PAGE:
($24,000/4800 = 5)  

By the way, before I wrote this article I asked a handful of people the same question and almost unanimously everyone said yes to the reduced option.

Most people didn’t even do the math as you did, they just liked the prospect of having the income for longer.   

That’s illustrative of how disability insurance works.

If they understood, most people would choose to receive less to guarantee their income longer.

The sad thing is, most Canadians are still unclear with what the implications are of losing their income due to disability.

Your Biggest Asset


Just like the lottery question, I asked a handful of people before asking you. Did you respond like 

Most answered with a list and the common responses were

  • My Home; My House
  • My Car
  • My Investments, RRSPs, TFSAs and Stocks
  • My Family (P.s Not enough people listed this) 

Ok fine, the family one is a sappy response, I’m the one who gave that answer.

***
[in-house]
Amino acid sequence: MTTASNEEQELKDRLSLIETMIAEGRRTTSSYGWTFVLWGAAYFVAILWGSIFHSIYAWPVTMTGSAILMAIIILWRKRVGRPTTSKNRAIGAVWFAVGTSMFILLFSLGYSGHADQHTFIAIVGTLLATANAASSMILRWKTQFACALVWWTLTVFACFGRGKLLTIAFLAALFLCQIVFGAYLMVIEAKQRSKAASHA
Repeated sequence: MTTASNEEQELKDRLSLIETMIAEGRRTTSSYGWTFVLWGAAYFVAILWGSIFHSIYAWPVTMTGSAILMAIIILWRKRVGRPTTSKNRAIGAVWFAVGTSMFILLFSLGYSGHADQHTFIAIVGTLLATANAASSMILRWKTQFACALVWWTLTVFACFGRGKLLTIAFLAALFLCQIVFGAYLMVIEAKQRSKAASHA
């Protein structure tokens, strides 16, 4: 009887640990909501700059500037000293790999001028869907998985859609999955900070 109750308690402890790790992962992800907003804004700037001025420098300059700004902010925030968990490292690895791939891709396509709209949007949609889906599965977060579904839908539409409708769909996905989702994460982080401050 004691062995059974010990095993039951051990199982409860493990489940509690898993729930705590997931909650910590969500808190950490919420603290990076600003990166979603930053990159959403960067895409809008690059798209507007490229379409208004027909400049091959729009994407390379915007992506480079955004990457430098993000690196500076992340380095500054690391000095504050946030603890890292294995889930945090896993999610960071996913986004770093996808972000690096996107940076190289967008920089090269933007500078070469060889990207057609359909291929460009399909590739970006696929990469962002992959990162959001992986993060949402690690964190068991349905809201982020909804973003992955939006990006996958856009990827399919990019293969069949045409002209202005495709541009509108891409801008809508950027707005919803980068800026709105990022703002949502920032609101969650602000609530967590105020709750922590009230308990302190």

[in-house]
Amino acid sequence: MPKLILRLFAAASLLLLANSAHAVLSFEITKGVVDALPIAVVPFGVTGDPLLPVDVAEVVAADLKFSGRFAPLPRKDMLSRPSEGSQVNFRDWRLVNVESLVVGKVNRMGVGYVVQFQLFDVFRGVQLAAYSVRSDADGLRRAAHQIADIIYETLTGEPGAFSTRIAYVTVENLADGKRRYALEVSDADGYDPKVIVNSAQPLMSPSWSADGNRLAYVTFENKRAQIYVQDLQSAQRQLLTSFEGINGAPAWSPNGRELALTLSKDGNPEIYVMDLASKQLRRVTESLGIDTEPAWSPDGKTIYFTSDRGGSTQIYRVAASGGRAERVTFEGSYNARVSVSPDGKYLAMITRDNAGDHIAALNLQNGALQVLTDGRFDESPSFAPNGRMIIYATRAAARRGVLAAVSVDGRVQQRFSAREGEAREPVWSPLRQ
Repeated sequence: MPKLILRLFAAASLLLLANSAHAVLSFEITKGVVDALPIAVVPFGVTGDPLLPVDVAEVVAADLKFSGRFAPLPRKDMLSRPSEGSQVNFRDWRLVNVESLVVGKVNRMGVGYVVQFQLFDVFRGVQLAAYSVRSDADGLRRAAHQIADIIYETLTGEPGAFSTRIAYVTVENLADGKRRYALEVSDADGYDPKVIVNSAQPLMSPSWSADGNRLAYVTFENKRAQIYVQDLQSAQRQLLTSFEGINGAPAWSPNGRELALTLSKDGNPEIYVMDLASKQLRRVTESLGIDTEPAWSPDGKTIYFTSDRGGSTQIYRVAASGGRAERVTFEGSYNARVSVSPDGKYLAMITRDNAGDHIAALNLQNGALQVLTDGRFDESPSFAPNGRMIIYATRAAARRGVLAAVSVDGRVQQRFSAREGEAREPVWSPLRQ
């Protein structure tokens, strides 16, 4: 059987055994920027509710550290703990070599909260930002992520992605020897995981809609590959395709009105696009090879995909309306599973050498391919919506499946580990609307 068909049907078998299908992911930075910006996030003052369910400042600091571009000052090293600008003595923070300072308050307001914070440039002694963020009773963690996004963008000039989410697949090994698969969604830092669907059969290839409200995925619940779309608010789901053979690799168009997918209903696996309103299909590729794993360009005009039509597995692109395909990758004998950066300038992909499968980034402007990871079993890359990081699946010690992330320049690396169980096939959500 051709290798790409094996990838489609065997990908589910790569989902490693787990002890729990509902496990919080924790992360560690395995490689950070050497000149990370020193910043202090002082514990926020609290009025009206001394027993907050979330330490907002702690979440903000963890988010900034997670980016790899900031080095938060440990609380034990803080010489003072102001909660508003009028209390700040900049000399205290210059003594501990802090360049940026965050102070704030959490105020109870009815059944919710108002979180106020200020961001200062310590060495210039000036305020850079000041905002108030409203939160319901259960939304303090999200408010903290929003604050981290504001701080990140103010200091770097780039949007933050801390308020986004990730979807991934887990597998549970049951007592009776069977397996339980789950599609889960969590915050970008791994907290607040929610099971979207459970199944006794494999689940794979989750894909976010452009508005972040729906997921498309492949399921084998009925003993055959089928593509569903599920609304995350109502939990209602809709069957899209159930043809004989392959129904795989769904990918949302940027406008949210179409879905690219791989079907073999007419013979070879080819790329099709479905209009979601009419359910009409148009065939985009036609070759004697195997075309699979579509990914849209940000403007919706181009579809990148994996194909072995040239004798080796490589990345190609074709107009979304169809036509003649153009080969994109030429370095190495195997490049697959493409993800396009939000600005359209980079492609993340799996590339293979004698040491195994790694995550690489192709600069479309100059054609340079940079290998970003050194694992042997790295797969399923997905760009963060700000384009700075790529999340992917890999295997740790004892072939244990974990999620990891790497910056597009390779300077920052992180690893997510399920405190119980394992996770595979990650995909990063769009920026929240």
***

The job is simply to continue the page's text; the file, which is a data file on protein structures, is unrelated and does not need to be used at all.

But to everyone else, I would say “WRONG! FAKE NEWS!”


To understand why, I want you to summon your inner Mark Cuban or Mr. Wonderful and be a shark!

Most of the time, they ask about multiples for valuation. The most common ones being, revenue(sales) multiple or profit(net earnings) multiple.

This is often explained as the top line or bottom line.

If someone is asking for $1,000,000 valuation and made $100,000 in sales, that would be a 10X on sales. ($1,000,000/$100,000 =10)  

While it would be a 20x Net earnings multiple if they were getting $50,000 net profit. ($1,000,000/$50,000 = 20) 


So how does that apply to you and disability insurance?

We can use the same income multiplier idea to determine the value of your biggest asset, your ability to earn an income.

It’s what allows you to pay for your home, the car and have money to invest.

Let’s meet Sam, he’s a 30 year-old and earns a gross income of $60,000 a year (Top Line) after-tax, his take-home pay is $46,000 (Bottom Line)